Times Higher Education World Rankings: New Methodology in 2010
In September of 2010, London-based Times Higher Education released its annual rankings, based on a revised methodology that claimed to put increased emphasis on the quality of teaching. This sounds good—at least in theory—but how effective was the outcome? See below:
Pros: This list can be a wake-up call for ethnocentric Americans. Universities abroad that are hardly household words in the U.S. (e.g., University of Hong Kong, Swiss Federal Institute of Technology) steal top-25 spots from such Usual Suspects as Brown, Notre Dame, Vanderbilt, and Georgetown (all of which landed below the #50 mark, with Georgetown at #164). Other surprises to rankings-aficionados put UCLA above Columbia, University of Washington above Duke, and Ohio State above UVA. The plus of this shake-up is that it sends a message that suggests, "There are many ways to evaluate an institution, and the U.S. News Methodology isn’t the only viable approach."
Cons: Despite the purported emphasis on teaching, nowhere does the survey seem to ask anyone, "So did you like your professors and do you feel that they were good teachers?" Instead, some of the evaluation criteria listed include staff/student ratio (which can certainly have some effect on quality but definitely doesn't tell the whole story) and "the ratio of PhD to bachelor's degrees awarded by each institution." (THE rationale = "We believe that institutions with a high density of research students are more knowledge-intensive, and that the presence of an active postgraduate community is a marker of a research-led teaching environment valued by undergraduates and postgraduates alike.") Arguably, of course, many undergrads feel the opposite ... that the teaching is better on a campus where they are not playing second-fiddle to grad students.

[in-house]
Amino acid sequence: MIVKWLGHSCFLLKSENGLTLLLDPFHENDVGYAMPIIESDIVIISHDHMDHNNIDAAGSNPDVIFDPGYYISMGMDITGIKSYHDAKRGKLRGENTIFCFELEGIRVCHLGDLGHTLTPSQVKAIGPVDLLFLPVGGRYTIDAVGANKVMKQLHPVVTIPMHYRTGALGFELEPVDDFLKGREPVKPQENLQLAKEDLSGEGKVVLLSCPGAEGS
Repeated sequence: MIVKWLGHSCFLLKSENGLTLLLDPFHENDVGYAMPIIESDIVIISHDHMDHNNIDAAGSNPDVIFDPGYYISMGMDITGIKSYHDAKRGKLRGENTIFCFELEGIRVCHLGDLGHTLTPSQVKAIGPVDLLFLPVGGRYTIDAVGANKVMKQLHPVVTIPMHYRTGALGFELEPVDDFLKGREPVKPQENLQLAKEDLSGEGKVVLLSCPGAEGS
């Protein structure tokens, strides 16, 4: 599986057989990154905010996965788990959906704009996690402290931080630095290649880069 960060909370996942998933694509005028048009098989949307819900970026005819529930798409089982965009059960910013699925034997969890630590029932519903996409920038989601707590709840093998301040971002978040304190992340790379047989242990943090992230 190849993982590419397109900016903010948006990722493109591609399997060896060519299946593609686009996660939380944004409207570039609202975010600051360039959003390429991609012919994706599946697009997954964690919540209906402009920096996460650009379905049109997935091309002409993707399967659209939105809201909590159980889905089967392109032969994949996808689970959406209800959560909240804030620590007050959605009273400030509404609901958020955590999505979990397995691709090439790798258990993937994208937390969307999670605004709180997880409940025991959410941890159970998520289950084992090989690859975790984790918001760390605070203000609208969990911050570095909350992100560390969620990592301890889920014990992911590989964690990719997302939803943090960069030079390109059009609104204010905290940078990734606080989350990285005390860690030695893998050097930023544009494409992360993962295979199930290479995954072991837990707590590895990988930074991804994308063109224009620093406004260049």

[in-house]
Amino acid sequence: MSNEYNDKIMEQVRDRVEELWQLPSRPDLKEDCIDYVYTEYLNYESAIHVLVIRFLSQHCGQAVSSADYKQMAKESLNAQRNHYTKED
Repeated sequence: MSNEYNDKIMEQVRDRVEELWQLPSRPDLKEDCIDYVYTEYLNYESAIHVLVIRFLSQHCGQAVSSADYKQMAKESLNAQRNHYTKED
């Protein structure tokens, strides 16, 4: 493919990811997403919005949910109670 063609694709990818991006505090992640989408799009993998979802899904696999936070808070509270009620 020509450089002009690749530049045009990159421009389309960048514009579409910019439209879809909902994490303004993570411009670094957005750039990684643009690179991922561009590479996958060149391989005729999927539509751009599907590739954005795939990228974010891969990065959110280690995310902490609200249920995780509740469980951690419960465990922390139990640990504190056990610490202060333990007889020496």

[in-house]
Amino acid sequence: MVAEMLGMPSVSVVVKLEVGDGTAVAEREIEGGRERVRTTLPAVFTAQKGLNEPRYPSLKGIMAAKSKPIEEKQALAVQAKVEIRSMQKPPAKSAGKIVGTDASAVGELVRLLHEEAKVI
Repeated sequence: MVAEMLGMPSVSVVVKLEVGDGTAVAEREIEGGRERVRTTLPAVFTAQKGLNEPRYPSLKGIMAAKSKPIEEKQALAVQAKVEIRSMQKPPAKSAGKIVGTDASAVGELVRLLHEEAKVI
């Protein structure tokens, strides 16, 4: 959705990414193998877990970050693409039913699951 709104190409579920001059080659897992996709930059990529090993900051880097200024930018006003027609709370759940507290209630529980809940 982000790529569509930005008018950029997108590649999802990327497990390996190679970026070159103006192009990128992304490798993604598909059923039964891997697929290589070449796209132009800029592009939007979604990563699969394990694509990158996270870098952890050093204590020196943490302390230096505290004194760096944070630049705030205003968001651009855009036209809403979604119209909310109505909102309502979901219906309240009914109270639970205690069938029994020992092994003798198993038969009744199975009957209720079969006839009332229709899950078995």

Also, these rankings focus exclusively on research universities with no liberal arts colleges in the mix. The methodology also seems to produce an outcome that is more germane to graduate students than to undergrad. See http://www.timeshighereducation.co.uk/world-university-rankings/2010-2011/analysis-methodology.html.